Using PowerCLI to Shutdown a VM resize vCPU and Memory and Power back on!

April 16th, 2014
by Christopher Kusek (PKGuild)

You ever been in that situation of “Oh no, I need to modify a VM to increase/decrease the number of vCPUs and Memory, but I can’t do it during normal business hours” Or whatever the situation may be?  Well, fellow #vExpert @BoBolander and I were discussing this recently, and worked together to create this!  This also will apply if you’re doing this to multiple virtual machines!

Well, look no further. :) You can script this, as in to execute it as a script to happen while you’re at home asleep during your maintenance window, but also even if you’re modifying a simple VM and want the LEAST amount of time and effort possible, minimizing the downtime of the VM this will work also!

Shutting down your Virtual Machine via PowerCLI

This will seem simple, that is because it frankly is.  For the purpose of these descriptions I’m going to use a long VM name so you know this works if a VM has a name with quotes or spaces in it.  So for these purposes, the VM in question will be named, “VMware vCenter Log Insight 1.0.4”

Shutdown-VMGuest –VM “VMware vCenter Log Insight 1.0.4” –Confirm:$False

Wow, that was simple! So I run that and my virtual machine is shut down? Yes. Yes it is.

Changing your Virtual Machines vCPU and Memory

There you are, your VM is currently rocking out at 4GB of Memory and 1vCPU and you’re all “I really want this to be 8GB of memory and 2vCPUs! You know, because I did the analysis and notice that it’ll perform better, no I’m not just blindly following some vendors ‘best practices’” Ok, if you’re serious about this, here you go!

Set-VM “VMware vCenter Log Insight 1.0.4” –MemoryGB 8 –NumCPU 2 –Confirm:$False

Whoa, that was it? My VM now has its resources resized just like that? Yes. Just like that. You’re done!

Please Power my VM Back on! I have work to do!

Alright alright, you want to power your VM back on, you’ve made your change and you’re set! Well, here you go just as simply…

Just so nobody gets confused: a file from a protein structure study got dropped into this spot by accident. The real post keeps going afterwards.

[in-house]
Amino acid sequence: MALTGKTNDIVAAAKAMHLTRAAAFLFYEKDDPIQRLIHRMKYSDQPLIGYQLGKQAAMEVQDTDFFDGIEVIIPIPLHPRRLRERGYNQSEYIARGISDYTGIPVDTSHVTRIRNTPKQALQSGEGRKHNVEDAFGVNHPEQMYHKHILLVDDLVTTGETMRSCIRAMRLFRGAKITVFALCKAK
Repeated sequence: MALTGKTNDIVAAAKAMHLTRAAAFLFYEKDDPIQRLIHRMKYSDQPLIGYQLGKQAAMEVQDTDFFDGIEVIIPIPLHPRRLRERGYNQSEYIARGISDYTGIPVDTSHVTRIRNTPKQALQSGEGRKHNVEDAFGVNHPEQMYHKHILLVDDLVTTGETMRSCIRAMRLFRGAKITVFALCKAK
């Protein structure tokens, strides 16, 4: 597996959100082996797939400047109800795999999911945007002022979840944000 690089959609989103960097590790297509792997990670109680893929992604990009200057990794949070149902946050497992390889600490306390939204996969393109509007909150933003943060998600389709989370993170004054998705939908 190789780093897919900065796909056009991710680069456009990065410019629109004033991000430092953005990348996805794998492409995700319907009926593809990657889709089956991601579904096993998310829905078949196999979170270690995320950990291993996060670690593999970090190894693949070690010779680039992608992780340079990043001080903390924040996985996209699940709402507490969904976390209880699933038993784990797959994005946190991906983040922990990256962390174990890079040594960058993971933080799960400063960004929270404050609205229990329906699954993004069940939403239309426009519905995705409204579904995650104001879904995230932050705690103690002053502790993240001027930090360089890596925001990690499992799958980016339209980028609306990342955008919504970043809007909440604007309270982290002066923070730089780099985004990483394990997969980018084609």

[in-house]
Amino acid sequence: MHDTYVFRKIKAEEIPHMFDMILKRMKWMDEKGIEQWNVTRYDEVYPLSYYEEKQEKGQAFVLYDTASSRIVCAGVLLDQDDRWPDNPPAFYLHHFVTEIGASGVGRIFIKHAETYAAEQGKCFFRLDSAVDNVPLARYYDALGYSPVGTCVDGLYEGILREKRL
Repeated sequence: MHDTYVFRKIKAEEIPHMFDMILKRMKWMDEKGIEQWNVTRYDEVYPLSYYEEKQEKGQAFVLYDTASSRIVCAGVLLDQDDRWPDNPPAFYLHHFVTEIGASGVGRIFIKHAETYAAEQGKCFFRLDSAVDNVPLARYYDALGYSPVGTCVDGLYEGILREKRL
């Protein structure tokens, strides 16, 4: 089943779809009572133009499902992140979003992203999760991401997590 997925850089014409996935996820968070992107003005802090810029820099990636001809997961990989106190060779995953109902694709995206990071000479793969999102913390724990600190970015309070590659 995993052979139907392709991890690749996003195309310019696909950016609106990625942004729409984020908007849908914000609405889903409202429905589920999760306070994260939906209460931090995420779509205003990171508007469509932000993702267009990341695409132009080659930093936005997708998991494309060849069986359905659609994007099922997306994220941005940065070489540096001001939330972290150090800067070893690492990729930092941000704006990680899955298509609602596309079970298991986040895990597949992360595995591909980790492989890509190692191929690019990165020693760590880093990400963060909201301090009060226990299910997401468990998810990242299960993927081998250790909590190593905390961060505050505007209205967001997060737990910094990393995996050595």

Start-VM –VM “VMware vCenter Log Insight 1.0.4”

And poof your VM will start back up and you’ll be set!

You can combine The Set-VM and Start-VM ya know!

Yea, that’s correct! You can instead run the last two components as a single one-liner command like;

Get-VM “VMware vCenter Log Insight 1.0.4” | Set-VM –MemoryGB 8 –NumCPU 2 –Confirm:$False | Start-VM

Unfortunately I’ve yet to find a way to combine the VM Shutdown component and the Set-VM Component without it breaking, thus…

Hey but wait, I thought you said this was scriptable

You’re all like, “I can’t just copy and paste these in sequence because my VM hasn’t shut down in time and I get an error trying to use CPU hot plug, and I can’t power the VM back on because it’s still shutting down!!!”    Yep, you got it, you’re absolutely correct! The initial steps were more to provide the steps of how you can go about modifying all of this from the PowerCLI command line, now if we’re really serious about this, here’s a multi-liner which will perform all of these tasks in sequence! Will this work if you don’t have VMware Tools installed? No. No it will not. Get your tools installed, ya’here! :)

  • $vm_name = Get-VM “VMware vCenter Log Insight 1.0.4”
  • ForEach ($vm in $vm_name){
  • $vm_name | Shutdown-VMGuest –Confirm:$False
  • Sleep 60
  • $vm_name | Set-VM –MemoryGB 8 –NumCpu 2 –Confirm:$False
  • $vm_name | Start-VM
  • }

A few things… I had to do this in a bulleted list because otherwise the spacing between it was ridiculous, and secondly, am I proud of the utter lack of elegance of this code? No. Not in the least. I think this is the ugliest thing I’ve ever seen. Does it work? Yes. It works QUITE well.  I can equally execute this as an Import-CSV to perform this against a whole series of Virtual Machines but that is outside the scope of this particular blog post. :)

If you happen to have a more elegant want to execute a VMGuest Shutdown while ALSO executing a Set-VM within the same command-set, preferably within one line, feel free to include it in the comments, otherwise this will work and can be scripted whether you’re performing against one virtual machine or more.   I personally will use this to script/execute easy modification of resources when I need to grow or shrink a virtual machines allocations without having to go through and ‘right click – wait’ over and over again, and especially so when I’m performing this against more than one virtual machine.

Good luck, I look forward to your comments, thoughts, and any improvements you may have! Hopefully this helps improve your own management!

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Posted in PowerCLI, Virtualization, vmware | Comments (0)

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